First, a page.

New York's Cooperative and Condominium Community

Habitat Magazine July/August 2020 free digital issue

HABITAT

GLEN OAKS VILLAGE

Co-op adds $10 million in value by allowing shareholders to initiate home improvements.

Recent news affecting co-op / condo buyers, sellers, boards and residents. This week, why didn't anyone tell Co-op City's residents there were outbreaks of Legionnaires' Disease? Why did a community board recommend a restaurateur's liquor license over the objections of people living in the same building? And why did a smokers'-rights group butt out of a condo forum? Plus: You can't take your kid's stroller into the passenger elevator? Seriously? 

Local Law 84 of 2009 mandates that New York City buildings larger than 50,000 square feet must record and track their energy and water use, with the grades made public. This allow you to see how well your building is doing and how it compares with other buildings. But energy experts say there are still kinks to be worked out: The data is not always accurate and it's difficult to access.

Recent news affecting co-op / condo buyers, sellers, boards and residents. This week, The Plaza puts the pedal to the mettle, as the storied hotel-condominium sues to get rid of a CitiBike rack. Also suing: Corporations fighting Joan Rivers' condo nemesis Elizabeth Hazan (see last week's News Roundup), and Yoko Ono, who says her West Village co-op board is walking on thin ice. We've renovation plans a board won't like, the latest on mortgage rate-locks, and superstorm Sandy woes persist in The Rockaways, Coney Island and elsewhere.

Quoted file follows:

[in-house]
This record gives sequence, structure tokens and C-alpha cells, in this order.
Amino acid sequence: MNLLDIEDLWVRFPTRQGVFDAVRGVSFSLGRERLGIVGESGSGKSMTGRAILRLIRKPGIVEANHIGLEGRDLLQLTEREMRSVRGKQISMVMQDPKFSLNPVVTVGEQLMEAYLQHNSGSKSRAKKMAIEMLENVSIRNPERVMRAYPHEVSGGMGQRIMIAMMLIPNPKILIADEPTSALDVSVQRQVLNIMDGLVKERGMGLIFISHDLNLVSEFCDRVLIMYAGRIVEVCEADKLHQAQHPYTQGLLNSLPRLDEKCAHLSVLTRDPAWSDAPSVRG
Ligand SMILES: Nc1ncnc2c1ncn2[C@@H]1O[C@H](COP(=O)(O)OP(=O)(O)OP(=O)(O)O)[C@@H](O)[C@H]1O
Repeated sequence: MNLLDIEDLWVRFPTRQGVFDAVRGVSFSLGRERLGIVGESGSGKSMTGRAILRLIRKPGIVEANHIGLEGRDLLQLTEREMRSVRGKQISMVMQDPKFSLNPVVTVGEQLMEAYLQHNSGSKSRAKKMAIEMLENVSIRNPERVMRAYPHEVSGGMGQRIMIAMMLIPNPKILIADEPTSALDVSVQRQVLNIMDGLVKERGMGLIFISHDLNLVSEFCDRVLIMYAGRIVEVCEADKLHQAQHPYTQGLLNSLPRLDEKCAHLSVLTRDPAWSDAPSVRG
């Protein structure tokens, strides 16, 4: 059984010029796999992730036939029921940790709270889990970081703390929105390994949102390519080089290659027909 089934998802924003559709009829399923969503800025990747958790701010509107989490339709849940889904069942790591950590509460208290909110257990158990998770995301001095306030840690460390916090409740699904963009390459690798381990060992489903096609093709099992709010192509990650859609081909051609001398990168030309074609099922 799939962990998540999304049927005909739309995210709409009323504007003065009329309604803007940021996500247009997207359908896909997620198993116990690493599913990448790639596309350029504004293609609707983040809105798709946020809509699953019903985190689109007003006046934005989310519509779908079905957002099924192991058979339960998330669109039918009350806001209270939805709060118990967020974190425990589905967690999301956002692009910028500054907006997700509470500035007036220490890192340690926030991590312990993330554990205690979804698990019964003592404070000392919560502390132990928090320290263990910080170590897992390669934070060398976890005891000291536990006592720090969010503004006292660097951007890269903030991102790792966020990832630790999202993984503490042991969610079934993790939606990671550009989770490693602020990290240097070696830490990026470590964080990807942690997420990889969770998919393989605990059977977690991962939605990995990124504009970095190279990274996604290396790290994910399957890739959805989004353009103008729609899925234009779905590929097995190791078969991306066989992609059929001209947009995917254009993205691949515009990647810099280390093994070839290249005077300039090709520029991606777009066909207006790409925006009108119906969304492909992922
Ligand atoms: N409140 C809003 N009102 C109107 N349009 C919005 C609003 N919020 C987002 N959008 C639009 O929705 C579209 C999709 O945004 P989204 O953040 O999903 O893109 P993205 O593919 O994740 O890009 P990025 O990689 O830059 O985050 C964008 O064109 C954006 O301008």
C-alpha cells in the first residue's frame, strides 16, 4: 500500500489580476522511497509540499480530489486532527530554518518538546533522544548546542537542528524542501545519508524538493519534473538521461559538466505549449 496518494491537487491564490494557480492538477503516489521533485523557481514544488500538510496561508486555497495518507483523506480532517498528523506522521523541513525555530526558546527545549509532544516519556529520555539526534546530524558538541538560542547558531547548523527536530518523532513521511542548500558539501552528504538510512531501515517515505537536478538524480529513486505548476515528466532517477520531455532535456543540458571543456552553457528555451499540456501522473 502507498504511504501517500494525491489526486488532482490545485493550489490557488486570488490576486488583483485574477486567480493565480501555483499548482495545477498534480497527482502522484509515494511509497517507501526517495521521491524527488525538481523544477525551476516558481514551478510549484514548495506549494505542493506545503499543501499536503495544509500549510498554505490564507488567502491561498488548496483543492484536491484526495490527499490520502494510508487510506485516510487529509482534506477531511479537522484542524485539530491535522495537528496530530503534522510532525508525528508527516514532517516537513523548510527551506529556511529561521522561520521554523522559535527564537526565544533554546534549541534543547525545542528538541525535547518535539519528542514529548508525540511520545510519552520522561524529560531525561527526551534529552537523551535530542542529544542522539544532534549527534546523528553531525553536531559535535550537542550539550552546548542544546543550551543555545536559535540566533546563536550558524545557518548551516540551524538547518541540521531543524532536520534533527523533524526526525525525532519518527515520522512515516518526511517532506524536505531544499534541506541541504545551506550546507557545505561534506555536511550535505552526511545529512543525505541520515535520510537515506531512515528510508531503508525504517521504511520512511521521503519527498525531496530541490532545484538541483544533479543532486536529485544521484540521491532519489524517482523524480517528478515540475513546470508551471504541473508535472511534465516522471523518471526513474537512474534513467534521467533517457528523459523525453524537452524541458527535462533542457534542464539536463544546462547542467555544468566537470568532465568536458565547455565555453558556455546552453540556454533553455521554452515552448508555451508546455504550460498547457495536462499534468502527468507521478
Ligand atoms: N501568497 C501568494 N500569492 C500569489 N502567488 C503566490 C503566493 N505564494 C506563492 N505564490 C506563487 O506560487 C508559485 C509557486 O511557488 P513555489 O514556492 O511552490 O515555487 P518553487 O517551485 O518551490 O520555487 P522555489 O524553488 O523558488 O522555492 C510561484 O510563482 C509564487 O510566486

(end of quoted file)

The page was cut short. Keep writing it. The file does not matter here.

Recent news affecting co-op / condo buyers, sellers, boards and residents. This week, they do love their cigarettes in Queens, a Long Islander may face eviction for burning the wrong kind of firewood and Petey the Pig's "parents" are trying to sell their co-op apartment and fine a more swine-friendly place. There's a Harlem co-op / condo expo April 6-7. And where the wild things aren't is in the late Maurice Sendak's co-op, now up for sale. Plus, for condo and condo and co-op boards, we've advice on mediation.